To See and to Burn: A Story shared by Candice Hopkins
Leading up to the National Day for Truth and Reconciliation on September 30, Figure 1 is sharing excerpts, quotes and stories from select Indigenous Art + Culture titles. This story shared by Candice Hopkins is excerpted from Beau Dick: Devoured by Consumerism.
I remember the first time I saw one of Beau Dick’s masks. The mask was large. Too large to wear, made instead to hang on a gallery wall. Carved wood so dark it appeared charred. The face was both male and female. Long, coarse black hair fell to either side, mixing with the figure’s mustache, which curled over red lips fixed in a permanent O as though howling. I stood transfixed by this object, which seemed to hover at the threshold between the nameable and the unnameable. As Jean-Luc Nancy observes: “The fetish is in fact the artifice par excellence or par essence” (the word “fetish” deriving from the Portuguese feitifo, “artificial”). The mask was a fetish, yet it refused my fetishization, emerging instead from the context of ritual as an object of disguise, transformation, and metamorphosis. Its artifice is what lent it life. “The fetish is the being-there of a desire, an expectation, an imminence, a power and its presentiment, a force interred in the form and exhumed by it.”4 It was the being-there of desire that held my gaze. Is an object’s material nature a source of its power, or does that power reside somewhere else? Can an object disrupt the power relations that are set into motion the moment that it is placed in a gallery or museum? Can it disrupt the (still prevalent) impulse to attach the word “primitive” to this object despite increasingly broad definitions of artistic practice?
In the summer of 2012, Dick performed something of a power trans-position. It began with a solo exhibition at a Vancouver gallery that presented a series of carved masks and sculptures. Midway through the show’s run, forty masks were removed and taken to an island off the coast of British Columbia, to the small settlement of Alert Bay, where they were ceremonially burned. The artist invited his community, as well as artists, curators, and gallerists, to Alert Bay to witness the act. For Dick, the burning was not an end but a beginning, the masks’ destruction part of a larger cycle bound with the obligation that accompanies tradition and the strict protocols of ritual. As the artist explained about the objects following the burning: “What we have to do is recreate them — and that keeps them alive.”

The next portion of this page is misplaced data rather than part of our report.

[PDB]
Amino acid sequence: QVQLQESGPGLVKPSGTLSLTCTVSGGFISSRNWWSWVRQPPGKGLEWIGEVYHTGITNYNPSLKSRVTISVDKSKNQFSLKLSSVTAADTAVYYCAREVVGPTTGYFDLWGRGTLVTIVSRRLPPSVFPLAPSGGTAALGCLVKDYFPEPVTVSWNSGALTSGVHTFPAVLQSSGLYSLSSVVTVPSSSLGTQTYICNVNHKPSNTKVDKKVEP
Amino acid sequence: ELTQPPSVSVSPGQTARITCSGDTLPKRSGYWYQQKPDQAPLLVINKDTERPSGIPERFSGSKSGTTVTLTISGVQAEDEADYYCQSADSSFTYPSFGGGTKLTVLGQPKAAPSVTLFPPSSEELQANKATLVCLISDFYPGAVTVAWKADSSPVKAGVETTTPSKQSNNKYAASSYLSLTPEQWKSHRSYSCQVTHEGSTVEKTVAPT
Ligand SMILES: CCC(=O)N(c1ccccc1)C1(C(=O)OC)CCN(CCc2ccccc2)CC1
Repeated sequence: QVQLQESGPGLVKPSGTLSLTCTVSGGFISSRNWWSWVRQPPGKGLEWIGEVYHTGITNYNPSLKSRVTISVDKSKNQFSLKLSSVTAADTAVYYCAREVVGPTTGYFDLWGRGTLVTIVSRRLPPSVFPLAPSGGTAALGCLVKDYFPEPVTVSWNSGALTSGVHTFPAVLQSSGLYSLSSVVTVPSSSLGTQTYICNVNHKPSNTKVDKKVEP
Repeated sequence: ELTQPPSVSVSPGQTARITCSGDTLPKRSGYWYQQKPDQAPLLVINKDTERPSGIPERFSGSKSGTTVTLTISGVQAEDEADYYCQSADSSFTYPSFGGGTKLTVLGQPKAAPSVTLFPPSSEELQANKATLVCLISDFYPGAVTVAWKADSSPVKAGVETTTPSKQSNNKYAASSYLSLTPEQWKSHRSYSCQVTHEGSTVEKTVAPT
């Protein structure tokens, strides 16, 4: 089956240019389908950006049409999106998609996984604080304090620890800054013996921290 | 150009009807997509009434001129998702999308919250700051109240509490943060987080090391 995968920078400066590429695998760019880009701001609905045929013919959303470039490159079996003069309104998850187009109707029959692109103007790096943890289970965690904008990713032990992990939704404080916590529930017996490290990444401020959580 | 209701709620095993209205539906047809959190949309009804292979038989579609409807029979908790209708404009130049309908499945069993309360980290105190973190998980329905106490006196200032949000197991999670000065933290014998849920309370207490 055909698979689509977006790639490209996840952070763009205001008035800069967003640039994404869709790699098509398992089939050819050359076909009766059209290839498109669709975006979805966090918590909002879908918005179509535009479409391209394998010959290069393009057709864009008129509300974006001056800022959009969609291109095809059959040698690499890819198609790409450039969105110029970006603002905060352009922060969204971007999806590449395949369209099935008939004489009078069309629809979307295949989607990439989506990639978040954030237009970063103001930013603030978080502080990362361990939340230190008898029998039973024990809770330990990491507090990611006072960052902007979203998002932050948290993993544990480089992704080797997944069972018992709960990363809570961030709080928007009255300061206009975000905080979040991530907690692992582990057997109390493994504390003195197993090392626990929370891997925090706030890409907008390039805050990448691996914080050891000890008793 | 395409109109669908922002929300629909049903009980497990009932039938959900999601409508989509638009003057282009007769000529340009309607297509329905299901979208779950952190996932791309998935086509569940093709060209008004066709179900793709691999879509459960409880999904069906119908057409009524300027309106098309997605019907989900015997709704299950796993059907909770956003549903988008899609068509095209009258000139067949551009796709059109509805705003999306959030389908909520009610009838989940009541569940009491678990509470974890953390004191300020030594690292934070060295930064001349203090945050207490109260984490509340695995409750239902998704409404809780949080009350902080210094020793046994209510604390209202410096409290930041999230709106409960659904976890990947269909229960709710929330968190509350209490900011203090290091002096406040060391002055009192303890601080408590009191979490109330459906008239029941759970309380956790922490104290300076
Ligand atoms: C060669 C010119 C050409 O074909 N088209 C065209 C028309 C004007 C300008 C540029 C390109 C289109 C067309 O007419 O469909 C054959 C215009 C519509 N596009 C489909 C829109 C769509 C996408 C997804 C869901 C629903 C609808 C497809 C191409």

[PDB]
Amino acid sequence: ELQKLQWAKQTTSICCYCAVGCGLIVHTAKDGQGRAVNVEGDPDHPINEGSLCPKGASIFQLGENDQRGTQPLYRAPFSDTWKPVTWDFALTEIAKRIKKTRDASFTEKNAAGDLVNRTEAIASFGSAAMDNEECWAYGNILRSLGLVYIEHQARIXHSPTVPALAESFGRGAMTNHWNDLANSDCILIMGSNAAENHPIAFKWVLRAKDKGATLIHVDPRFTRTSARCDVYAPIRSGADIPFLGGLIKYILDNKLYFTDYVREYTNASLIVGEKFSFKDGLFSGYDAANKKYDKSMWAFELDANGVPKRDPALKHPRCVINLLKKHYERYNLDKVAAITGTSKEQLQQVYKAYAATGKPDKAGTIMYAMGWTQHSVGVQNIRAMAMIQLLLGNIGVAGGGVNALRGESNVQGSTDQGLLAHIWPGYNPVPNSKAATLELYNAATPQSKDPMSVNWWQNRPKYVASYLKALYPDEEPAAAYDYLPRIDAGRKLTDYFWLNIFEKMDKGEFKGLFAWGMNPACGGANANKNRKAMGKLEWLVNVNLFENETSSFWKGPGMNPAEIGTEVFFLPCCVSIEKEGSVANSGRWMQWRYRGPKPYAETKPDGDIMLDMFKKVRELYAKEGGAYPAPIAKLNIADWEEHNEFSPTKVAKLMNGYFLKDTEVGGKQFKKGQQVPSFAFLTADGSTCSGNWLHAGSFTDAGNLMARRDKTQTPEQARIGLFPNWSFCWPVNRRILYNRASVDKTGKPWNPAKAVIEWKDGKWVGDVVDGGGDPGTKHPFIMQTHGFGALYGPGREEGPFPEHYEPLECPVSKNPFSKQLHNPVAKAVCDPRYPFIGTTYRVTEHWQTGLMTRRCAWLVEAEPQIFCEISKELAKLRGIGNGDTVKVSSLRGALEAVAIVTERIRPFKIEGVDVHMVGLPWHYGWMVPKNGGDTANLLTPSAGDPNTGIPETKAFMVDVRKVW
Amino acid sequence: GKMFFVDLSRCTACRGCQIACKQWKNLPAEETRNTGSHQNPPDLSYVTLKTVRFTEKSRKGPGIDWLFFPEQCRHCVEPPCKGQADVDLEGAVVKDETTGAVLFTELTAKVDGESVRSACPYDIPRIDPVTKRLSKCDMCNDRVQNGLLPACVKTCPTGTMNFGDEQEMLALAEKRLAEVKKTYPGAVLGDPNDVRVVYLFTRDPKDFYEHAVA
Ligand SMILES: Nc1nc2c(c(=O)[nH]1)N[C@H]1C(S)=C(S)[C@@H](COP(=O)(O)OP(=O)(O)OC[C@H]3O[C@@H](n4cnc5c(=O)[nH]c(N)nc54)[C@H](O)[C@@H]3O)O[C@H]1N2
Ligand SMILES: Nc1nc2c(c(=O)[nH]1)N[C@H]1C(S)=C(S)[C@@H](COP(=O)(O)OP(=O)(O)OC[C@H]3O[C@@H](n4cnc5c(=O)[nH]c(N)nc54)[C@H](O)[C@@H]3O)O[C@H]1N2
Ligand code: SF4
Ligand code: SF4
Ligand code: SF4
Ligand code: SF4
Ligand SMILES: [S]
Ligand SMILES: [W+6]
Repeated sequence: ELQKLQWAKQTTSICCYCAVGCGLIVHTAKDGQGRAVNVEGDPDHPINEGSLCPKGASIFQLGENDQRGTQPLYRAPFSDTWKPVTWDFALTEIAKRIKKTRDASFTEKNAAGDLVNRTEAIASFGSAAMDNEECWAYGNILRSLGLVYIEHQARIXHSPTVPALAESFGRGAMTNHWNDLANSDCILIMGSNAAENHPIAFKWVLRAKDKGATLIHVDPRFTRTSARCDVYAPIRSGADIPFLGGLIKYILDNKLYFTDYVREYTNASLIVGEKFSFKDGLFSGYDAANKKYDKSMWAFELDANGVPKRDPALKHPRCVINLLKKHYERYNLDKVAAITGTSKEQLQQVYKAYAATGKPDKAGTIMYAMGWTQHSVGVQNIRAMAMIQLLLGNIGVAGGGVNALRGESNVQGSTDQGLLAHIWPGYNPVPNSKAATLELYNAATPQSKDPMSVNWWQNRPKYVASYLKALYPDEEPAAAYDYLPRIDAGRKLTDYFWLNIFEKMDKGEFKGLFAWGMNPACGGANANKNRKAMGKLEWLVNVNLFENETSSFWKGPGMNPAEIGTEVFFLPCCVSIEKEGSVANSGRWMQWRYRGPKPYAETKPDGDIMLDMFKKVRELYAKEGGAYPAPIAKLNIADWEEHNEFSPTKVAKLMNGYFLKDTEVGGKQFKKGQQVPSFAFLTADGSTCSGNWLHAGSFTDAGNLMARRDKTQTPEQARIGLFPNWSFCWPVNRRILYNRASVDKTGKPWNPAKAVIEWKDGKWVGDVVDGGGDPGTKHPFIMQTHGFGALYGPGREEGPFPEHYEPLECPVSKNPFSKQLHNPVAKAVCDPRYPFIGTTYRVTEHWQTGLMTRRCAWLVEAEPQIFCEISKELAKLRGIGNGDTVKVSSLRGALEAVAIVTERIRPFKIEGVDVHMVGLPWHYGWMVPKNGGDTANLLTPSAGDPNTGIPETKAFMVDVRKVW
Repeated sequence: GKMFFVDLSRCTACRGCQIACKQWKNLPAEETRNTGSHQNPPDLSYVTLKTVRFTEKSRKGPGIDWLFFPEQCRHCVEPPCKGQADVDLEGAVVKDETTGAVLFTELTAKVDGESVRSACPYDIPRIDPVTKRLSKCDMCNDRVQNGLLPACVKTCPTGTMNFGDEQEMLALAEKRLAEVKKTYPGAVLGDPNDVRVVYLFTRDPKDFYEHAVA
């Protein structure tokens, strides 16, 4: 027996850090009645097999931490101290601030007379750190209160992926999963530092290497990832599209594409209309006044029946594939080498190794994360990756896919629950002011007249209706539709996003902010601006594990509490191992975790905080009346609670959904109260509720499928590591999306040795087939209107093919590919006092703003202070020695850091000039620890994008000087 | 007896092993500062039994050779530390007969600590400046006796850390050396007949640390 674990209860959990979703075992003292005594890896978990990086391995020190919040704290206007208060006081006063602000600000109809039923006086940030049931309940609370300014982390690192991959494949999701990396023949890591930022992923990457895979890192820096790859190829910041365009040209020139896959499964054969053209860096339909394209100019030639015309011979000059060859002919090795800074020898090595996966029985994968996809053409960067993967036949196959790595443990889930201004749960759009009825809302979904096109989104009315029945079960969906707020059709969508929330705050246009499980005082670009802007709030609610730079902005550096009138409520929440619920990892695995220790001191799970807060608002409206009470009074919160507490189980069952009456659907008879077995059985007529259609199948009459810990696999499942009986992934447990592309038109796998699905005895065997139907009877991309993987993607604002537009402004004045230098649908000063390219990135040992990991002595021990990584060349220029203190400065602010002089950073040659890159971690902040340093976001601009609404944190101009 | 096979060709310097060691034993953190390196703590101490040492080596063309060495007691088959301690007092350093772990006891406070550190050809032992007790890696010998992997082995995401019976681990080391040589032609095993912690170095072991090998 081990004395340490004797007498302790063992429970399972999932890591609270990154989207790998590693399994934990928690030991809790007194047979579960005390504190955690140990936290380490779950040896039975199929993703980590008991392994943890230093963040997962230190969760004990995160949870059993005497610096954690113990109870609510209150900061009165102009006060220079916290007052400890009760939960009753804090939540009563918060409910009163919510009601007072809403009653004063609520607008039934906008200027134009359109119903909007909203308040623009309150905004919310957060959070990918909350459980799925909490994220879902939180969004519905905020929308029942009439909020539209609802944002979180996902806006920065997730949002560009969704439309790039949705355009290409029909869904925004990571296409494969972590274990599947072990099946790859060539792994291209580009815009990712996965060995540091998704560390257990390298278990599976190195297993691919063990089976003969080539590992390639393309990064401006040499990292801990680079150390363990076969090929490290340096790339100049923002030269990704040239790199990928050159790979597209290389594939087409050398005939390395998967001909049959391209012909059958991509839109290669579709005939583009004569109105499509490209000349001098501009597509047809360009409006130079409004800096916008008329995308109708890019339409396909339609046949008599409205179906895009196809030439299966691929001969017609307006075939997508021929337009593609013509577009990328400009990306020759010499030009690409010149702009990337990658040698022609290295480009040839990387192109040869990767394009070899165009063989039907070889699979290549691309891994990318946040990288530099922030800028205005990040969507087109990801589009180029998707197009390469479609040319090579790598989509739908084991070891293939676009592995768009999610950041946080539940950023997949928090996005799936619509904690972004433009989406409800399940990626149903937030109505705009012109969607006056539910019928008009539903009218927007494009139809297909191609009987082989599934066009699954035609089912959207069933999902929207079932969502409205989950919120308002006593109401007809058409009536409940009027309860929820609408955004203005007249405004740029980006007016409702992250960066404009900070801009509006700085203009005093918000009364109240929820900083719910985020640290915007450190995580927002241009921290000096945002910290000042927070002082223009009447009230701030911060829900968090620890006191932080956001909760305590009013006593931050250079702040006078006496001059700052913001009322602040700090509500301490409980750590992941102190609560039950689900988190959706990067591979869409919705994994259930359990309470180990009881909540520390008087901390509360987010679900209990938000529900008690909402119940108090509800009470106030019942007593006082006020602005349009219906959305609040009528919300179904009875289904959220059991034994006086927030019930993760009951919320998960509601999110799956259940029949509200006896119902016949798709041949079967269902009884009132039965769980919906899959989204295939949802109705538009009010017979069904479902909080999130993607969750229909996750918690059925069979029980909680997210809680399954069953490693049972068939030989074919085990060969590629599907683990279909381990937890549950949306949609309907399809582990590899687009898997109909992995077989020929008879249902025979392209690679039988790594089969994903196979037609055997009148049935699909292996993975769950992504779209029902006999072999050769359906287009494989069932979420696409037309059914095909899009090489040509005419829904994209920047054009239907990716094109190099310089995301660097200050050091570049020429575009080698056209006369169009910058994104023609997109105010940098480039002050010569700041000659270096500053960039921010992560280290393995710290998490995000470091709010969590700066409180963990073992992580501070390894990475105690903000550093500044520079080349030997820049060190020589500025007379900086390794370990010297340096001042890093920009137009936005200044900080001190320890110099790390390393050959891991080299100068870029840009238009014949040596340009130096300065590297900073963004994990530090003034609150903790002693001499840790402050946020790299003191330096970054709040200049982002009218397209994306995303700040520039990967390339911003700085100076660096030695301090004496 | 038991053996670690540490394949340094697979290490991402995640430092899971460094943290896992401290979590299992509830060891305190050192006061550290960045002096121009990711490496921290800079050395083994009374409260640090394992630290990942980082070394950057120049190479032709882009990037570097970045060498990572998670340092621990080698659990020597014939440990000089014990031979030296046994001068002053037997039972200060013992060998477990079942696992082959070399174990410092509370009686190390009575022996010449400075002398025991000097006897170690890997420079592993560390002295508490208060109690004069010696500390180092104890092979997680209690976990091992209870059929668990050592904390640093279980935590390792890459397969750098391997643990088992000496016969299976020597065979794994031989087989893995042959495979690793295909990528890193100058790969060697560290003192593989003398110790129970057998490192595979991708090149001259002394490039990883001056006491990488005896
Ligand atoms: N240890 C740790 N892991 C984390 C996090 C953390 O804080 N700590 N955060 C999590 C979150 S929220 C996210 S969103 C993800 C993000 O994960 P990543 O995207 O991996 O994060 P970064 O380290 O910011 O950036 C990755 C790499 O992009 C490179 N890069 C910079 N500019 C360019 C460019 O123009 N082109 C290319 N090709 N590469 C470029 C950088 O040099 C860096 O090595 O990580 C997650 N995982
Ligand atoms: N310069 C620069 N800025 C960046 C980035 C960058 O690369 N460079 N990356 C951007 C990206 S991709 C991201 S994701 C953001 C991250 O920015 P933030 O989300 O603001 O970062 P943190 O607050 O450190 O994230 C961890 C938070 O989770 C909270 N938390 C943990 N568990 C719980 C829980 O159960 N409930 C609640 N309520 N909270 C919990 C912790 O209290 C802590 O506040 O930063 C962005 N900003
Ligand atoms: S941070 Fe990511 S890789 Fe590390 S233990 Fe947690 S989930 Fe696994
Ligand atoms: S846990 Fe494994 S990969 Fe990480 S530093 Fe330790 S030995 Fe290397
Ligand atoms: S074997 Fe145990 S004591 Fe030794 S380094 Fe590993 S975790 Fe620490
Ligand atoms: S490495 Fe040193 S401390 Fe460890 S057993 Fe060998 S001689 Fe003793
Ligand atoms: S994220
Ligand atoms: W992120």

At a time when power is more deeply tied to money than ever before, Dick’s project was a means to short-circuit the commodification of Northwest Coast ceremonial objects, preventing them from becoming fetishes in the service not of ritual but of capital. For the artist, ensuring that these objects are used as intended “takes away any monetary value they have in this world and makes [them] real.” Destruction becomes an active part of creation by detaching objects from a confining system. With his gesture, Dick has gotten at something: at the moment that an object becomes a commodity, its true nature dissipates, sliding like ashes between spread fingers. The source of resistance is the desire to be real. In Indigenous Northwest Coast societies, the most valuable objects cannot be owned. Passed down through generations, these ceremonial objects are hidden away in decorated boxes for safekeeping when they are not in use. The masks exist in the cyclical time of ritual. Ceremony ruptures the division between the historical and the contemporary—these objects thread their way through time, being continually remade in the same manner irrespective of changes around them.
Actions you can take this week, and on the National Day for Truth and Reconciliation:
- Join daily lunch and learns hosted by the National Centre for Truth and Reconciliation
- Attend a National Day for Truth and Reconciliation event near you
- Buy from an Indigenous artist, give an Indigenous-led podcast a listen or check out new music by Indigenous artists
- Read a book by an Indigenous author
- Make a donation to the Indian Residential School Survivors Society
- Sign up for a free course such as Indigenous Canada at the University of Albert
Figure 1 Publishing is located in the traditional, unceded territory of the xʷməθkʷəy̓əm (Musqueam), Sḵwx̱wú7mesh (Squamish) and səl̓ilw̓ətaʔɬ (Tsleil-Waututh) peoples. We recognize that British Columbia and Canada were created through organized dispossession and colonial violence, and we commit to work responsibly and constructively with Indigenous authors and contributors to help create a vital present and future for Indigenous and non-Indigenous communities living on these lands.